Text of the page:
Screening Room

Poets, witches, psychics and rugby: Anti-bullying movies for this Coming Out Day

Garrett-Clayton & Johnny-James Fiore in Reach

Hey, what queer person reading this right now didn’t have to deal with bullying growing up? For that matter, what member of the community today doesn’t have to deal with bullying from a certain whackado in the White House?

In honor of Coming Out Day–and for some cathartic pushback against the world’s bullies–have a look at these fun movies about school bullies who get a hearty dose of comeuppance. They run the gamut of the genre spectrum from sweet to scary, and in any case, have some popcorn on hand. Each one of them gets wild.

Carrie

No, not the original classic. Queer director Kim Peirce gave Carrie the update treatment in 2013, which included turning up the volume on some of the lesbian subtext of the original. Chloe Grace Moritz and Julianne Moore star in a movie less about the creepiness of femininity than the power of it, and the destructive nature of bullying and religious fanaticism. Let the debate rage on as to whether the world needed a Carrie remake, but at least this one is pretty good.

Mean Girls

The cult classic which catapulted Lindsay Lohan to fame, and foretold the success of actors like Rachel McAdams and Amanda Seyfried remains a terrific comedy and an interesting meditation on school bullying among women…and their gay besties. Daniel Franzese, as the flamboyant gay boy Damien, remains one of movie’s highlights.

Thirteen

While not especially queer, Thriteen does play into a certain degree of sexual fluidity. Evan Rachel Wood stars as Tracy, a young teenager who falls in with Evie (Nikki Reed), the most popular girl in school—and one of the most distrubed. As their friendship develops, the two descend into a world of drugs, stealing and sex, with Evie manipulating Tracy to get her way. That eventually translates into a sexual exploration between the two, which raises more questions that either girl (or the movie) can answer. Thirteen also features explosive performances by Wood, Reed and Holly Hunter, as Tracy’s recovering alcoholic mom.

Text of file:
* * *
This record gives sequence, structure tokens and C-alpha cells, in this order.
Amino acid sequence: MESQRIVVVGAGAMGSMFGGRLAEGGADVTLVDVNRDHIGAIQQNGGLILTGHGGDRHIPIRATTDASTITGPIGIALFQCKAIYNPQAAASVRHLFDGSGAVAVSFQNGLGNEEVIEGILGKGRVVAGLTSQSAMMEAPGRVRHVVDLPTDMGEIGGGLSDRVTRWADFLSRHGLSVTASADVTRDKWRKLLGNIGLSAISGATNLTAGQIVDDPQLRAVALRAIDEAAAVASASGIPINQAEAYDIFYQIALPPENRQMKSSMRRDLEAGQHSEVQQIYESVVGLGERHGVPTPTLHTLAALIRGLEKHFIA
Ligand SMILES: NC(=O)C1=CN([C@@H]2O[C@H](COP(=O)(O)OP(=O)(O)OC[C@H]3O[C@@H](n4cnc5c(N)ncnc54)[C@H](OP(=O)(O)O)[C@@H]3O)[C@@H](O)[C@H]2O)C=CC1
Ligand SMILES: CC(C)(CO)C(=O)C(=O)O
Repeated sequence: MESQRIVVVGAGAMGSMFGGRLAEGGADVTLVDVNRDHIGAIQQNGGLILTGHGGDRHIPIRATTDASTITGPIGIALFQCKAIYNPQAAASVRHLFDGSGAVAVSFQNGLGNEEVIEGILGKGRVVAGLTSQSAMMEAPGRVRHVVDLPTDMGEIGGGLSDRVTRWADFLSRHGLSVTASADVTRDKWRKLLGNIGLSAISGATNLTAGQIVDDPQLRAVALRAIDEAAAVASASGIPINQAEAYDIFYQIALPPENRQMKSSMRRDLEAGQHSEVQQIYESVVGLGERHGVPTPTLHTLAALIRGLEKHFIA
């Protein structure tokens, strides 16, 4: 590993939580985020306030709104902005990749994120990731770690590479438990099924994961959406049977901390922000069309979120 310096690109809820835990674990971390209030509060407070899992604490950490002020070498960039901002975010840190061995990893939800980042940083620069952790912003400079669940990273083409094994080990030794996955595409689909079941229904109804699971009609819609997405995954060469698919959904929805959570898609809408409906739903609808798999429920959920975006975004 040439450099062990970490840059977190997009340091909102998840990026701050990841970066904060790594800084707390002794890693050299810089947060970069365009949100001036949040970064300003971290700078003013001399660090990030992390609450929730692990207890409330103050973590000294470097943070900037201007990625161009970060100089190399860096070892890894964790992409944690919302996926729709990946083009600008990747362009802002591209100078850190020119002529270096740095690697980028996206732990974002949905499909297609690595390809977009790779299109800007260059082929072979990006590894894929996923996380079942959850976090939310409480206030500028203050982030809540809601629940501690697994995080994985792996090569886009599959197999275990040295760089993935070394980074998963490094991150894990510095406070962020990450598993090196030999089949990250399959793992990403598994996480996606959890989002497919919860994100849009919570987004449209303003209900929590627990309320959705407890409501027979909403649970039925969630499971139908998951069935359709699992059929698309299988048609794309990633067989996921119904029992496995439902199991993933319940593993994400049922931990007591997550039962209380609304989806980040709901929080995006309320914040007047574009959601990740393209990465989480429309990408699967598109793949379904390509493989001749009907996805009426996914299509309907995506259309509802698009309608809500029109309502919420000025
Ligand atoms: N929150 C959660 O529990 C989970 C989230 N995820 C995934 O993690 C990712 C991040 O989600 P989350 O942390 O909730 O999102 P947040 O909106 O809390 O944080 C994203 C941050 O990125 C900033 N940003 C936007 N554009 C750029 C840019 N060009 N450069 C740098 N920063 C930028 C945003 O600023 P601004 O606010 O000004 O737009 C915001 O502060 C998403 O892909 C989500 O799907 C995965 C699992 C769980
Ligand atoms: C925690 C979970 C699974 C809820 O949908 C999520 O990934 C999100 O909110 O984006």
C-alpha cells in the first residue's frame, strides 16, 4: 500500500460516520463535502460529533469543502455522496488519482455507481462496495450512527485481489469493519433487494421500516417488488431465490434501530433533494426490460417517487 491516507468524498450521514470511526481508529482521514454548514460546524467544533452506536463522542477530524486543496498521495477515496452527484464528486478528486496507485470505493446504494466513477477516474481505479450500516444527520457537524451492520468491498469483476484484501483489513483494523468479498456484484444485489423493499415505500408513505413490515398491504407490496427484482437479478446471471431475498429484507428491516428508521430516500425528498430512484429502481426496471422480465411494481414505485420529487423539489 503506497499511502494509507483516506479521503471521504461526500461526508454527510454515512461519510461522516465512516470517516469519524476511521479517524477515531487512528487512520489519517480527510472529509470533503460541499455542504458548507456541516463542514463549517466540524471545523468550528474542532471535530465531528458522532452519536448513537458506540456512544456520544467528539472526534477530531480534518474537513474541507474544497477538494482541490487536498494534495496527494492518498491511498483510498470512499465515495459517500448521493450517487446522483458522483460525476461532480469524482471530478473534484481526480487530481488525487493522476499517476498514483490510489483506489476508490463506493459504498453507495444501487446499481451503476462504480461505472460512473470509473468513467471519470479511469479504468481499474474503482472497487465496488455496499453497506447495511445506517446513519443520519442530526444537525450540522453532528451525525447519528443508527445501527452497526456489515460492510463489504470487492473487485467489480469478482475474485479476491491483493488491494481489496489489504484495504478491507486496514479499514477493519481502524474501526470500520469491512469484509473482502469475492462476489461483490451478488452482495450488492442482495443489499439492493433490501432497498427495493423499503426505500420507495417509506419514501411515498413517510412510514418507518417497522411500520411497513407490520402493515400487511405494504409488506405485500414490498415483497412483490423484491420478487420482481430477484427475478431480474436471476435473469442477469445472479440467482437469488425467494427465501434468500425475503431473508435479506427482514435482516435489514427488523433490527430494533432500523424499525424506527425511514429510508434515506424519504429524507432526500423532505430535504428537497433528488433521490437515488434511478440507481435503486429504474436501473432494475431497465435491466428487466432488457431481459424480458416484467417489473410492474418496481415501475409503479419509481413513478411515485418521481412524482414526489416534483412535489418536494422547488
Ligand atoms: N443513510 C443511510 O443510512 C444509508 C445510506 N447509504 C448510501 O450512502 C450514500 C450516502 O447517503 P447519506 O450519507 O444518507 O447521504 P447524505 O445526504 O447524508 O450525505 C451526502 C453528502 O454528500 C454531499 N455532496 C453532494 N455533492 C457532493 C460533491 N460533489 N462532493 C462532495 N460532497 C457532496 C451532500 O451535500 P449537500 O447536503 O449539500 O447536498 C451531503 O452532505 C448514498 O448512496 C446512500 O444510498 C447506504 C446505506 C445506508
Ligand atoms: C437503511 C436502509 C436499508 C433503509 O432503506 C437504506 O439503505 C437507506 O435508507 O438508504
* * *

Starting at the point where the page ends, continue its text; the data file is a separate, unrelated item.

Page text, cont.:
Bully

And speaking of the sobering…Bully is not for the faint of heart. Director Larry Clark, who caused a major cinematic scandal with his movie Kids, and follows up with this equally horrific outing about a group of Florida teenagers who plot to kill the school bully, Bobby (played by Nick Stahl at his creepy hottest). Bully hints that Bobby’s loathsome actions—which include rape, physical abuse and forcing his friend (played by the late Brad Renfro) to dance in his underwear at a gay club—might all stem from living in the closet. That said, we don’t see the film or the character as homophobic, so much as pathetic: either he’s gay and destroyed himself with self-loathing, or he’s just a hetero nutbag. We’ll let you decide. Added bonus: Daniel Franziese has an early role as the nerdy Derek, who also becomes the target of Bobby’s abuse.

Handsome Devil

We love writer/director John Butler, whose film Handsome Devil ranks as one of the best movies about coming out in high school in recent years. The film concerns two roommates at an Irish boarding school—one a jock, the other a musician—and the unlikely friendship that develops between the two. As one boy helps another understand he is gay, the two push back against a climate of homophobia and bullying with alternately hilarious and tragic results. Like all of Butler’s work, Handsome Devil mediates on bonding and affection between men, which makes it a delight to watch.

Reach

Actor Garret Clayton came out to coincide with the film Reach in which he and actor Jordan Doww star as a pair of former best friends driven apart by a mysterious incident involving their parents. Clayton, as the bullied Steven, finds refuge in his friendship with the bohemian Clarence (Johnny James Fiore) and discovers a way to stand up to his former friend. Reach has the emotional intelligence to know that bullying rarely starts with one person, and that even the worst bullies are often victims themselves.

The Craft

Out-gay director Andrew Fleming caused a pop culture earthquake by bringing goth culture into the mainstream with The Craft. The film follows the trope of the new girl in school (Robin Tunney) who falls in with a group of fellow bullied misfits (Fairuza Balk, Neve Campbell and Rachel True). When the four begin to study witchcraft, they discover incredible supernatural powers—enough so to push back against their bullies…and risk becoming just as loathsome. More than 20 years after its release, The Craft still qualifies as magnificent fun thanks to Fleming’s deft direction, and an outstanding performance by Balk as the mentally unbalanced witch Nancy.